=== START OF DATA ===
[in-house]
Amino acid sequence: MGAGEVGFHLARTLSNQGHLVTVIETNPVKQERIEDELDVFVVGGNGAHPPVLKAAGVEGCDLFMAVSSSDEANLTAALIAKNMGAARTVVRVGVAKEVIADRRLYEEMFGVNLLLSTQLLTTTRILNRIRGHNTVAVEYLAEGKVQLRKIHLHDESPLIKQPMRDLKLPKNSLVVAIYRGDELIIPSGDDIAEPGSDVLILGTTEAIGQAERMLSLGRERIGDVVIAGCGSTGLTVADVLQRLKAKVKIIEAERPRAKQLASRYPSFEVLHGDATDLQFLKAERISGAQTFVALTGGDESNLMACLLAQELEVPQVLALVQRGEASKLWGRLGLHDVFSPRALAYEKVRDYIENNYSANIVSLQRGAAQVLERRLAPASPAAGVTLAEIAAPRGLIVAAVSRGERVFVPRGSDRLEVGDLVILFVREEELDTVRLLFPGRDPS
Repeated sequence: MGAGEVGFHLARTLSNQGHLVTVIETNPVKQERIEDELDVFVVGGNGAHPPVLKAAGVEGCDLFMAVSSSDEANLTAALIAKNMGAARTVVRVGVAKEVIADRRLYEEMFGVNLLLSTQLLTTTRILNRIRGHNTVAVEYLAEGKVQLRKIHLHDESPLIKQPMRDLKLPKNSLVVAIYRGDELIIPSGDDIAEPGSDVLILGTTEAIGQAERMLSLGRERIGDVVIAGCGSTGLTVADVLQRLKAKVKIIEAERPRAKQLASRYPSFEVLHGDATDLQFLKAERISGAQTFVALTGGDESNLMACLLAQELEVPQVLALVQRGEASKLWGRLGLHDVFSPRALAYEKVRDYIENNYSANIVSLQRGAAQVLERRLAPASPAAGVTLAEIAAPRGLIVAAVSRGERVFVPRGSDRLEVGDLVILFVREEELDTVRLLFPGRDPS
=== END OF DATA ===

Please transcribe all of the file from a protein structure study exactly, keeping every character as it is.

[in-house]
Amino acid sequence: MGAGEVGFHLARTLSNQGHLVTVIETNPVKQERIEDELDVFVVGGNGAHPPVLKAAGVEGCDLFMAVSSSDEANLTAALIAKNMGAARTVVRVGVAKEVIADRRLYEEMFGVNLLLSTQLLTTTRILNRIRGHNTVAVEYLAEGKVQLRKIHLHDESPLIKQPMRDLKLPKNSLVVAIYRGDELIIPSGDDIAEPGSDVLILGTTEAIGQAERMLSLGRERIGDVVIAGCGSTGLTVADVLQRLKAKVKIIEAERPRAKQLASRYPSFEVLHGDATDLQFLKAERISGAQTFVALTGGDESNLMACLLAQELEVPQVLALVQRGEASKLWGRLGLHDVFSPRALAYEKVRDYIENNYSANIVSLQRGAAQVLERRLAPASPAAGVTLAEIAAPRGLIVAAVSRGERVFVPRGSDRLEVGDLVILFVREEELDTVRLLFPGRDPS
Repeated sequence: MGAGEVGFHLARTLSNQGHLVTVIETNPVKQERIEDELDVFVVGGNGAHPPVLKAAGVEGCDLFMAVSSSDEANLTAALIAKNMGAARTVVRVGVAKEVIADRRLYEEMFGVNLLLSTQLLTTTRILNRIRGHNTVAVEYLAEGKVQLRKIHLHDESPLIKQPMRDLKLPKNSLVVAIYRGDELIIPSGDDIAEPGSDVLILGTTEAIGQAERMLSLGRERIGDVVIAGCGSTGLTVADVLQRLKAKVKIIEAERPRAKQLASRYPSFEVLHGDATDLQFLKAERISGAQTFVALTGGDESNLMACLLAQELEVPQVLALVQRGEASKLWGRLGLHDVFSPRALAYEKVRDYIENNYSANIVSLQRGAAQVLERRLAPASPAAGVTLAEIAAPRGLIVAAVSRGERVFVPRGSDRLEVGDLVILFVREEELDTVRLLFPGRDPS